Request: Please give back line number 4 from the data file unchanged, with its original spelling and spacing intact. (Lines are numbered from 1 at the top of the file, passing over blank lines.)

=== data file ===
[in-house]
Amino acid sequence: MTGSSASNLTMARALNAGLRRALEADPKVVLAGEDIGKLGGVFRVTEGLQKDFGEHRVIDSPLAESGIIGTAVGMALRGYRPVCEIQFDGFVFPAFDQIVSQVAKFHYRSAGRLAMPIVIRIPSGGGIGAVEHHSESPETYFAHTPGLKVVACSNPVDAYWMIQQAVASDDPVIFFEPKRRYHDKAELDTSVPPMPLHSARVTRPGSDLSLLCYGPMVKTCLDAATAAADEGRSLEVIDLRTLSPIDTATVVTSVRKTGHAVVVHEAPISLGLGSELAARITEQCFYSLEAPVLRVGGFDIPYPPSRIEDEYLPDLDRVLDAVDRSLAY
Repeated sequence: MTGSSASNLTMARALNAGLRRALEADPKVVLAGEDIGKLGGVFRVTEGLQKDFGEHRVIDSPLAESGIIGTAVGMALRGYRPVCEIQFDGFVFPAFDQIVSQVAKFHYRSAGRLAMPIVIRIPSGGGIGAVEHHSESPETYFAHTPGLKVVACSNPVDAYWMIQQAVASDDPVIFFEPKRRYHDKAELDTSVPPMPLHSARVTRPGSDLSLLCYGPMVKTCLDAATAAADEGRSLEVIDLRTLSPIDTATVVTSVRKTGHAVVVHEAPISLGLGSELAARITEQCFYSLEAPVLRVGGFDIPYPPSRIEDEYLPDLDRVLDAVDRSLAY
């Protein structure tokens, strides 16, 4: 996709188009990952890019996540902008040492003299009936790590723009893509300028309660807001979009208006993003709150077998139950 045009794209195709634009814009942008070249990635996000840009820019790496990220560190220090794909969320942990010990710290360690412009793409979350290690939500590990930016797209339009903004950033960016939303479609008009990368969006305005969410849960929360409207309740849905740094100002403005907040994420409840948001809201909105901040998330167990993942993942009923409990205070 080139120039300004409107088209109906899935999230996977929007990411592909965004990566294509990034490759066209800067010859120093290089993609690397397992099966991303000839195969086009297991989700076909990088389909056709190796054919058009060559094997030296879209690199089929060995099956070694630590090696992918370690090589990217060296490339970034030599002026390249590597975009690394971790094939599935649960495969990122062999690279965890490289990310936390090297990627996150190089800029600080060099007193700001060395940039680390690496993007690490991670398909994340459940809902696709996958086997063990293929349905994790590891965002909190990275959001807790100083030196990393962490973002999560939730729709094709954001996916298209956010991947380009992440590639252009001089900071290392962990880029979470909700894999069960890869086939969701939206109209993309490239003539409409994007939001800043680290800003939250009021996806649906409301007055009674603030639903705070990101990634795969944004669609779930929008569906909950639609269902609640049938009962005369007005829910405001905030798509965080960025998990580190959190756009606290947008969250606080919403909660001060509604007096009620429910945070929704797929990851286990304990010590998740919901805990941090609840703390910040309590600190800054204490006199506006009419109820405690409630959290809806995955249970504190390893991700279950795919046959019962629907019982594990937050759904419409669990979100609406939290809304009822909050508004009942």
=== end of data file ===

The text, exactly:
């Protein structure tokens, strides 16, 4: 996709188009990952890019996540902008040492003299009936790590723009893509300028309660807001979009208006993003709150077998139950 045009794209195709634009814009942008070249990635996000840009820019790496990220560190220090794909969320942990010990710290360690412009793409979350290690939500590990930016797209339009903004950033960016939303479609008009990368969006305005969410849960929360409207309740849905740094100002403005907040994420409840948001809201909105901040998330167990993942993942009923409990205070 080139120039300004409107088209109906899935999230996977929007990411592909965004990566294509990034490759066209800067010859120093290089993609690397397992099966991303000839195969086009297991989700076909990088389909056709190796054919058009060559094997030296879209690199089929060995099956070694630590090696992918370690090589990217060296490339970034030599002026390249590597975009690394971790094939599935649960495969990122062999690279965890490289990310936390090297990627996150190089800029600080060099007193700001060395940039680390690496993007690490991670398909994340459940809902696709996958086997063990293929349905994790590891965002909190990275959001807790100083030196990393962490973002999560939730729709094709954001996916298209956010991947380009992440590639252009001089900071290392962990880029979470909700894999069960890869086939969701939206109209993309490239003539409409994007939001800043680290800003939250009021996806649906409301007055009674603030639903705070990101990634795969944004669609779930929008569906909950639609269902609640049938009962005369007005829910405001905030798509965080960025998990580190959190756009606290947008969250606080919403909660001060509604007096009620429910945070929704797929990851286990304990010590998740919901805990941090609840703390910040309590600190800054204490006199506006009419109820405690409630959290809806995955249970504190390893991700279950795919046959019962629907019982594990937050759904419409669990979100609406939290809304009822909050508004009942």